Over the next few visits that summer, I’d start by re-reading what we had already achieved, he’d add a thing here or there, correct something, and then we’d continue adding to the story until he tired or he needed to deal with his pain. We recorded everything that he knew about his grandfather (who was killed before he was born), his father as an orphan in the middle east, and then things about himself and his family until they arrived in the United States in 1956. It’s only 11 pages, but adding that to the black and white pictures from those days, completes a historical record and a personal vignette for future generations of our family.

So I guess what I am saying is that what I learned (or maybe relearned) by reading this book is that rather than focusing on “things” you can leave for future generations (like money or things purchased with money), leave a record of who you are, how you got here, your thinking and who your motivators and what your motivations were. Randy Pausch did that. His kids will always have the videos and pictures of him playing with them and his book, The Last Lecture.

Quick Update on all the Apple “OS” updates today

In apple, technology on September 14, 2016 at 4:23 am

So I’ve been running the iOS 10 and MacOS Sierra beta’s for a while, so those features were no longer a mystery to me. Having Siri on my desktop is somewhat useful. I can have it actuate Chrome by just saying “Chrome”. I can ask “What year was George Washington born?” and I get back a Wikipedia article and Siri tells me the MDY of George Washington’s birth. It’s ok, I still don’t get Siri to understand me all the time, so it’s just extending my normal annoyance with it to my MacBook and Mac Mini.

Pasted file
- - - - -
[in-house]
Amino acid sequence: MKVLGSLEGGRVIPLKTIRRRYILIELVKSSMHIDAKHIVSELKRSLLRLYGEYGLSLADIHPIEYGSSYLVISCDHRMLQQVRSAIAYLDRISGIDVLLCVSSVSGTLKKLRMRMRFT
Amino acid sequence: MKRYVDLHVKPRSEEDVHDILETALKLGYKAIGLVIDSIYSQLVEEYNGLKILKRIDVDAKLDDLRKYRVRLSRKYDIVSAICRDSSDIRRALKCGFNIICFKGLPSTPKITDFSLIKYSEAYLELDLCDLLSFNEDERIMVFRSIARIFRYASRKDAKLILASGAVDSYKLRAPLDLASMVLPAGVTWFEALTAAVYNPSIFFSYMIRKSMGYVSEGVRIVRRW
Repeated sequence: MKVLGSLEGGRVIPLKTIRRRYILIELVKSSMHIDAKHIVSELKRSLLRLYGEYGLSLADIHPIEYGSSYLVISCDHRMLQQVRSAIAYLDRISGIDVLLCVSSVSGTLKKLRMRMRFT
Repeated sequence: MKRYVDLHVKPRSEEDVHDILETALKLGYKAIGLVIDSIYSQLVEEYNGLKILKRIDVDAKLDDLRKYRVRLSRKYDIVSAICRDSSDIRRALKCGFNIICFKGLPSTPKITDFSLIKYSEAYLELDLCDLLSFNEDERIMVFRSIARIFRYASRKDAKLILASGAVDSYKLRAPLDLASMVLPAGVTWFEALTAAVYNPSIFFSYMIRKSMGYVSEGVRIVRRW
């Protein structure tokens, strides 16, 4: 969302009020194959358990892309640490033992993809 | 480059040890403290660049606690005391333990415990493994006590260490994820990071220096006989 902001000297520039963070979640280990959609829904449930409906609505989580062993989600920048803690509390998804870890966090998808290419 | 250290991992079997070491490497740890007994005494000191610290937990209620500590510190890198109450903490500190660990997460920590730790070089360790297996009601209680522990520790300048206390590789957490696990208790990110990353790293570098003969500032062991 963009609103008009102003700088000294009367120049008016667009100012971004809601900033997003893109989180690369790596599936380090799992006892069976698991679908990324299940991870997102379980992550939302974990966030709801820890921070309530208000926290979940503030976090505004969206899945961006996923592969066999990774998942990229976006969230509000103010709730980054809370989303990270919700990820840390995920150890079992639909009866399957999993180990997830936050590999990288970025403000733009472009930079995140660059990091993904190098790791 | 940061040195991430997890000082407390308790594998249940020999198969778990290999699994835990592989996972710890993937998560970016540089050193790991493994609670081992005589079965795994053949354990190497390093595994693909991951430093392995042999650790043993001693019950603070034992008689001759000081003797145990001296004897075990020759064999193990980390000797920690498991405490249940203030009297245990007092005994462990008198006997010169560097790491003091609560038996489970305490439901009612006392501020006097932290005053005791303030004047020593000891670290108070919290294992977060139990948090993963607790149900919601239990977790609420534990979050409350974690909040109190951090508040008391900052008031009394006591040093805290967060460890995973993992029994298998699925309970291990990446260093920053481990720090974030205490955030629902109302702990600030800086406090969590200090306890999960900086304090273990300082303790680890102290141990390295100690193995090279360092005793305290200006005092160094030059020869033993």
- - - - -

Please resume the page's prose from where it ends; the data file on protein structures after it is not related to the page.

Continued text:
Anyway, I did update my Apple TV to tvOS 10, and I enabled Dark Mode. That was nice, Thank you. I was even able to ask Siri to do it. Many Thanks, indeed. Other than that, I couldn’t tell anything had changed. The Home app wasn’t visible and since SSO isn’t enabled yet, yawn.

I did also update my Watch to WatchOS 3. Now I got me some nice features. and some yawns.

  1. Reminders App! got myself excited. then Yawn. Reminders could already be added by using Siri, so since you can’t do anything but complete an item in the app (and show completed items with a 3D push) it’s kind of yawn.  I might use it.
  2. Find my friends on the iPhone looks good.